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Traffic in Hanoi

Where is all the traffic going? Especially in Hanoi, but in Ho Chi Minh City, too, the rush of vehicles almost has to be seen to be believed. Motorcycles and bicycles make up 90 percent, with cars, trucks and cyclos adding to the stew.

An average new 100c Honda motorbike costs the equivalent of $2,300, a large sum in a land where the average per capita income is about a dollar a day. A car costs at least 10 times as much.

So where is all the traffic going? It is just going, from about 6:30 in the morning until it finally tapers off about 10 p.m.

What is remarkable is not just the volume of traffic but the way it moves.

Vietnamese drive on the right side of the road -- that is to say, most of the time.

At other times, they cross over and drive on the opposite side of the road right into the face of oncoming traffic in order to pass people who are slower. It is not unusual for a passenger to look up and see a large truck bearing down on him.

Vietnamese drivers seem to possess a sixth sense that enables them to tuck back into the flow of vehicles at the last possible moment. They are helped in this by what might be called creative use of the horn.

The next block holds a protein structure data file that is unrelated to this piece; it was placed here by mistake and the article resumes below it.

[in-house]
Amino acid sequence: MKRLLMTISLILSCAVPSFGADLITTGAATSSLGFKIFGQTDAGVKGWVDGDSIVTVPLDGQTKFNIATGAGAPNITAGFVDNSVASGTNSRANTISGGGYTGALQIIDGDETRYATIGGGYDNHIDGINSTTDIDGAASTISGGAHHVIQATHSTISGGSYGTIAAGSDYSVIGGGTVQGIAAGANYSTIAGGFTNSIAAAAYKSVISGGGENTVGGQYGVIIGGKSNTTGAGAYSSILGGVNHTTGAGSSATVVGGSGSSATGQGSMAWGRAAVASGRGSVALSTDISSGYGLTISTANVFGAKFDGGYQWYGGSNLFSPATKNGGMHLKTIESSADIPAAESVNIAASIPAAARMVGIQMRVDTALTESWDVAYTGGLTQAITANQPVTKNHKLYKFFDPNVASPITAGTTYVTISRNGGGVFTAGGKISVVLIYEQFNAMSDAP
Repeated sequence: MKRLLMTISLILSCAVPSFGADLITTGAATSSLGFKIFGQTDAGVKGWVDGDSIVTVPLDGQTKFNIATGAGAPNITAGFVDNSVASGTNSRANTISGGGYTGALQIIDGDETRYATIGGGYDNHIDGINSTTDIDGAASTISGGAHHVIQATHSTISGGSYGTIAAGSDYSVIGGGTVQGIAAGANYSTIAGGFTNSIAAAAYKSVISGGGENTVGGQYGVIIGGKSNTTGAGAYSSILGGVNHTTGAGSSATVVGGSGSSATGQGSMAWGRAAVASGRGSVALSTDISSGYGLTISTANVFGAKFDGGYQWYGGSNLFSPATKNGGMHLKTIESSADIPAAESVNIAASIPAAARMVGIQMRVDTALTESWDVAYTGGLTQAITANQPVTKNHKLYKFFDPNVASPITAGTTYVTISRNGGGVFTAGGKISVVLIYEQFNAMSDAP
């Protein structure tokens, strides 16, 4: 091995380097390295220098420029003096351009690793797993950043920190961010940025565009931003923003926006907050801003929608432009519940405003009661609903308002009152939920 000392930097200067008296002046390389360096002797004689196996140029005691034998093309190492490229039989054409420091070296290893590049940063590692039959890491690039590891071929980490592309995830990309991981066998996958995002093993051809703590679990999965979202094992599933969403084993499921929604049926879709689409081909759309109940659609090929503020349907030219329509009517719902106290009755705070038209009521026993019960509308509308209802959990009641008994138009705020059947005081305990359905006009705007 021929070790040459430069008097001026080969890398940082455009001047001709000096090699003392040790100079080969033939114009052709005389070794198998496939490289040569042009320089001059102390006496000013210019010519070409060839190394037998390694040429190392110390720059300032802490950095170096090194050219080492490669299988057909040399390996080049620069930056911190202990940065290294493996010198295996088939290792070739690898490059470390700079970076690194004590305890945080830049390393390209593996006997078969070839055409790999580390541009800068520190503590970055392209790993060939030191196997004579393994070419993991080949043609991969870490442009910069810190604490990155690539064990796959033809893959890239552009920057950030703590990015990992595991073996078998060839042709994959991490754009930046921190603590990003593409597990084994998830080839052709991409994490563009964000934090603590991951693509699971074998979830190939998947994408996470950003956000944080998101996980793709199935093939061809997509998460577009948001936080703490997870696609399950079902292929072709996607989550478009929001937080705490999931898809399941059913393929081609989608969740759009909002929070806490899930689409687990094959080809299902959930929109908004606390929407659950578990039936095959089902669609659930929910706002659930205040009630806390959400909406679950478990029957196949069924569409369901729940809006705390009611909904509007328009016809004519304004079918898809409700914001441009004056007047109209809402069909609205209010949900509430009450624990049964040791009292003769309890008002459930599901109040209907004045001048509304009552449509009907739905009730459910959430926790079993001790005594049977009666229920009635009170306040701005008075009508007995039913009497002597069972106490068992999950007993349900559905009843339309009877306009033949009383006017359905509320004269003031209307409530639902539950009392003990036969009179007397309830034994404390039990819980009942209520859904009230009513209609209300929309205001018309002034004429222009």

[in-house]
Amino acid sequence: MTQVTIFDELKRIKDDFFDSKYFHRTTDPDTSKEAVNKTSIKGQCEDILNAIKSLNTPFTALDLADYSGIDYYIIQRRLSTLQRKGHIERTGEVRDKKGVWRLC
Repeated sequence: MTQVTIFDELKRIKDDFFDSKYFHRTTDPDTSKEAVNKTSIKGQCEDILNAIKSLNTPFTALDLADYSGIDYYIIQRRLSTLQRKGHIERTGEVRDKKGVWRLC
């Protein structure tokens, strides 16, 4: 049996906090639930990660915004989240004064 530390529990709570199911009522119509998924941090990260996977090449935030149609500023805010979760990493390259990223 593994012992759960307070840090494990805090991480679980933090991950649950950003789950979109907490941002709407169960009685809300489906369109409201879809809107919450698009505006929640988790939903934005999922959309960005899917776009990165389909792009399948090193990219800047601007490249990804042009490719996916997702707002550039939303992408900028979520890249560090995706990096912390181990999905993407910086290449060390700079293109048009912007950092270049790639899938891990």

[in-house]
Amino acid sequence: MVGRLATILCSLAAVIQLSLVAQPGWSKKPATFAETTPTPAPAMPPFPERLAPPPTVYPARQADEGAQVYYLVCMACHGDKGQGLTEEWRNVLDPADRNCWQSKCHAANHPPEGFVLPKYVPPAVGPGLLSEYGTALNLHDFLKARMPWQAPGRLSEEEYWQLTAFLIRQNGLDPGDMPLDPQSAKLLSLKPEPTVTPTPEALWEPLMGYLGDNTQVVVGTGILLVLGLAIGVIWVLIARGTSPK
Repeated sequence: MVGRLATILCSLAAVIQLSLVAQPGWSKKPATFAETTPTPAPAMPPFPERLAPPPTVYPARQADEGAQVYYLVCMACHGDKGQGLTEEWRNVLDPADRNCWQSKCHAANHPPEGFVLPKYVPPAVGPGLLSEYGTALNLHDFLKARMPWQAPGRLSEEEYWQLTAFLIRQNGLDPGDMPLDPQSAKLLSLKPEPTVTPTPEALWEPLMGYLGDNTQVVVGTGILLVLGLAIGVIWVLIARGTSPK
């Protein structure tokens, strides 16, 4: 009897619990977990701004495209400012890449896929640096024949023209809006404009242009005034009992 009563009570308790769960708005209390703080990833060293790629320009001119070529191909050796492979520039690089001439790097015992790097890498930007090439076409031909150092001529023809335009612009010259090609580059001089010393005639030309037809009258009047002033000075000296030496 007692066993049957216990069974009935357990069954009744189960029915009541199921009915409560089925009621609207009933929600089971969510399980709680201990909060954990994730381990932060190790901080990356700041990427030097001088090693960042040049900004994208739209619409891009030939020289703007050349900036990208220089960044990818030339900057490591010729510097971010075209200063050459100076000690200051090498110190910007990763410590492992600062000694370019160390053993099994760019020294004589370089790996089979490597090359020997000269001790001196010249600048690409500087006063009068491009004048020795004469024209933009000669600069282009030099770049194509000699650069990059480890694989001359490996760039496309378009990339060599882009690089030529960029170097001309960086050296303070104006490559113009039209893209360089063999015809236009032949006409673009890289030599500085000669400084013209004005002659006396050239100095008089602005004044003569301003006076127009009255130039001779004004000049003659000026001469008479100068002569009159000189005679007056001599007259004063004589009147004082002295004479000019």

It is impossible to drive in Vietnam without honking the horn. Drivers of cars and trucks do it constantly. They come up right behind the person they wish to pass and start honking away until the other driver moves over. In America, a driver who did this would be considered a jerk, and an argument would probably be the result. In this culture, it is just considered helpful and nobody seems to be annoyed. The bigger the horn, the more likely you are of being respected ;)

No doubt that these thousands of daily confrontations translate into some horrendous accidents, but in a week in Hanoi, only three relatively minor collisions were witnessed. Perhaps the Gods of Traffic figure that Vietnam has suffered enough and its people deserve some luck.

A person also has to feel lucky to cross a city street. For newly arrived visitors, it is a daunting experience. Hundreds of motorcycles and other vehicles stream past, and the hapless Westerner waits for a break in the traffic, as one would at home. The problem is that often there is no real break in the traffic.

The trick is to launch yourself into the flow of vehicles slowly and predictably and trust that the motorcyclists navigate around you. Either by luck or good management, they manage to go safely past -- off to wherever it is they are going.

cheers!

Marc
pp:levels, curves, sharpen and that's it. late afternoon light was sh*t...
DAMN! why do colors always appear so damn faded on TE??? grrr!!!

Floydian, Leilani, delkoo, lc4giala, adores, robiuk, jorgi, parbo has marked this note useful

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Additional Photos by Marc Cl (Manamo) Gold Star Critiquer/Gold Star Workshop Editor/Gold Note Writer [C: 892 W: 149 N: 862] (3654)
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